Italy’s parliament has passed a new electoral reform championed by Prime Minister Matteo Renzi.
From July 2016 the electoral system will be based on proportional representation but ensure a greater majority for the winning party.
The Italicum bill was passed with 334 in favour to 61 against, though most opposition lawmakers refused to attend the vote.
This means that some 40-50 dissidents in Renzi’s own party must have voted against him.
Maria Elena Boschi the minister of Institutional Reforms said:
“Mission accomplished. The government has accomplished the task that it had promised to the citizens: making Italy a country where, the day after the elections, one knows who has won.
“The electoral law is the symbol of a government that does not only announce reforms but that is serious about them. We have realised what we promised.”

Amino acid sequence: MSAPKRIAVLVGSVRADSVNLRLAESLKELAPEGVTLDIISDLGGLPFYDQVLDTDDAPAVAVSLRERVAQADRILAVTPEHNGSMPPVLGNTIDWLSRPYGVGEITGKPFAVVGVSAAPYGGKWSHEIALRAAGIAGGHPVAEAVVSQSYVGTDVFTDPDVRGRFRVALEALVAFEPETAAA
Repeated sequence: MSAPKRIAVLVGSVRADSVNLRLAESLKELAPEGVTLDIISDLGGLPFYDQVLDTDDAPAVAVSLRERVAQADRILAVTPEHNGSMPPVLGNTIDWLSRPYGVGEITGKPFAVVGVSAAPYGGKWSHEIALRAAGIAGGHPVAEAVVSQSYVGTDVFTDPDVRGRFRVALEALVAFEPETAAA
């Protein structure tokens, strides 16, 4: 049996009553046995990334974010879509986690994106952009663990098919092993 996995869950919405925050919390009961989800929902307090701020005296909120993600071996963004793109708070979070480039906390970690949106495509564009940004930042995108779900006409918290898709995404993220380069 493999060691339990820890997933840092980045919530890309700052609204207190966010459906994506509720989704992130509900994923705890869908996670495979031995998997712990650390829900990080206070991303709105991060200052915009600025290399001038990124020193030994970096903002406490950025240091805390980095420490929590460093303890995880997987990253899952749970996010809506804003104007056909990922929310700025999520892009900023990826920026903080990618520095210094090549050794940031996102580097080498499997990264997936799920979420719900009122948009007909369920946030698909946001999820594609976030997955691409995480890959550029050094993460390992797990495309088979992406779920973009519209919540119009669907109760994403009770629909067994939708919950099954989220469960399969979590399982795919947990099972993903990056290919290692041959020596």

The Prime Minister echoed those sentiments in a tweet after the vote.
He says the reform will provide political stability in Italy, which has seen four different governments in the last decade.
Opponents complain it gives too much power to the winning party.
Many expect the main beneficiary of the legislation will be Renzi himself as opposition remains weak.
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